Are there any benefits to using a daylight SAD lamp? A GP explains
They're a non-invasive and drug-free treatment for seasonal depression - here's what a GP thinks of them.
Seasonal affective disorder (SAD) is a type of depression that comes and goes in a seasonal pattern. The exact cause isn’t fully understood, but it’s often linked to reduced exposure to sunlight during shorter days.
Some people find that a light box, called an SAD lamp, can help. These produce a very bright light to simulate sunlight. This is thought to encourage your brain to reduce melatonin (the hormone that makes us sleepy).
Light therapy has been associated with a reduction in fatigue on a short-term basis. However in 2019, Cochrane (the global independent research network whose reviews are considered the gold standard for research) published a systematic review of light therapy for SAD, and concluded that the quality of evidence about whether light therapy prevents winter depression is very low.
However, some studies have found it’s effective for treatment during a SAD phase, especially first thing in the morning. It’s worth bearing in mind that it can take a few weeks to work, and is often not available on the NHS.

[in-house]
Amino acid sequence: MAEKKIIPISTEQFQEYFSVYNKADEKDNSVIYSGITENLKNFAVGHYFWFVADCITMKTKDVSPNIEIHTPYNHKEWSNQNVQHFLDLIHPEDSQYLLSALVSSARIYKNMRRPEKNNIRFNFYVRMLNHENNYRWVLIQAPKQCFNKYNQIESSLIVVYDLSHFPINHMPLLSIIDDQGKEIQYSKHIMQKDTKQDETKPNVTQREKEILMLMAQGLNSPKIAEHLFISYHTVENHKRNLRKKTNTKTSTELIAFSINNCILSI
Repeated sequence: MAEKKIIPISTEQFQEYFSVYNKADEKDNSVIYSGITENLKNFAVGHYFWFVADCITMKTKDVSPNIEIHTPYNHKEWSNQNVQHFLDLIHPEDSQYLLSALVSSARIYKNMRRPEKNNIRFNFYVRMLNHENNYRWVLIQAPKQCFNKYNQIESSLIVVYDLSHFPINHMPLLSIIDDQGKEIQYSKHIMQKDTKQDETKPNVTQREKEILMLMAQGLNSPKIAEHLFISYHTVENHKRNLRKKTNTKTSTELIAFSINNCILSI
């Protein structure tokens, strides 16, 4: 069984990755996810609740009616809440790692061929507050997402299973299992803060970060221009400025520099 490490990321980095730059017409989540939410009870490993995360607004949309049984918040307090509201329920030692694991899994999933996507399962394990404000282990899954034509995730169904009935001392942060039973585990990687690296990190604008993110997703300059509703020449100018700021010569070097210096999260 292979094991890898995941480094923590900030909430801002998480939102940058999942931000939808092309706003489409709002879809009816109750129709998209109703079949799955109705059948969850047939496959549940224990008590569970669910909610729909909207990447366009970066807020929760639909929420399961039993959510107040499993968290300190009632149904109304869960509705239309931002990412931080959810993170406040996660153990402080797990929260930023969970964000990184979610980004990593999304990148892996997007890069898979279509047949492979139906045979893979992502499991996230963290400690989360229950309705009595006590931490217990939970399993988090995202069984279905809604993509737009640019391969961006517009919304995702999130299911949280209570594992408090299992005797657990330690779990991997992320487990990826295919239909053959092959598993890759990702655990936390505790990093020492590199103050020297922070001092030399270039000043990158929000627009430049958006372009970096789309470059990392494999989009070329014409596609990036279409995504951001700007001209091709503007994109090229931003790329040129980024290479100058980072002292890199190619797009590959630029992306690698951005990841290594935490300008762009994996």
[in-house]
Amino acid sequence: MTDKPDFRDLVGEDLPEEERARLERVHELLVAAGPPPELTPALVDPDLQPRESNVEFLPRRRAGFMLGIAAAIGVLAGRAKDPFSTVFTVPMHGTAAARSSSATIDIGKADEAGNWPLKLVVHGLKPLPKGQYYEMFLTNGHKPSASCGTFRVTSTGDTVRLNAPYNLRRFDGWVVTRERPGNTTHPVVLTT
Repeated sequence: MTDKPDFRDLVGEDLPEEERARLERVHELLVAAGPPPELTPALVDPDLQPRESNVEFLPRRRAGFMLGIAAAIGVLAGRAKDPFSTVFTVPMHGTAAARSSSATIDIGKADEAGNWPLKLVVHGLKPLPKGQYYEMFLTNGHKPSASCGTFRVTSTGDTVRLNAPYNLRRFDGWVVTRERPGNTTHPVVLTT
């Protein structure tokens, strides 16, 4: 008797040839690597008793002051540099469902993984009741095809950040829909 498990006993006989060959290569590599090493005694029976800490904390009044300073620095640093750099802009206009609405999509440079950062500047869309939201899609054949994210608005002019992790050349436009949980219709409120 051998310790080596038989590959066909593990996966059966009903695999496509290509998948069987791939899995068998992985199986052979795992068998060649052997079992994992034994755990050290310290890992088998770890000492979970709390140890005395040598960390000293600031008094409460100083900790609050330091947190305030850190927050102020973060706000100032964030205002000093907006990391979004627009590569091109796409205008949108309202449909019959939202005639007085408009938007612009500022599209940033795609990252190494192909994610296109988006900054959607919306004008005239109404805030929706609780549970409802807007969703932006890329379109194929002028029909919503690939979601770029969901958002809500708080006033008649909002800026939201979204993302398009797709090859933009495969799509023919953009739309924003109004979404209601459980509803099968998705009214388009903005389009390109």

Most people can use light therapy safely. The recommended light boxes have filters that remove harmful ultraviolet (UV) rays, so there’s no risk of skin or eye damage for most people, but make sure that you choose a light box that is medically approved for the treatment of SAD, and produced by a fully certified manufacturer.
It’s rare for people using light therapy to have side effects, but some do report agitation or irritability, headaches, eye strain, sleeping problems (avoiding light therapy at the end of the day may help prevent this), and blurred vision. You must be especially careful if you have an eye condition or take any other medicines that might sensitise you to bright light, such as some antibiotics.
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Asked by: Lisa Seymour, Durham
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Dr Nish Manek is a GP in London. She completed her medical degree at Imperial College and was runner-up in the University of London Gold Medal. Manek has also developed teaching courses for Oxford Medical School, and has penned articles for The Guardian and Pulse magazine.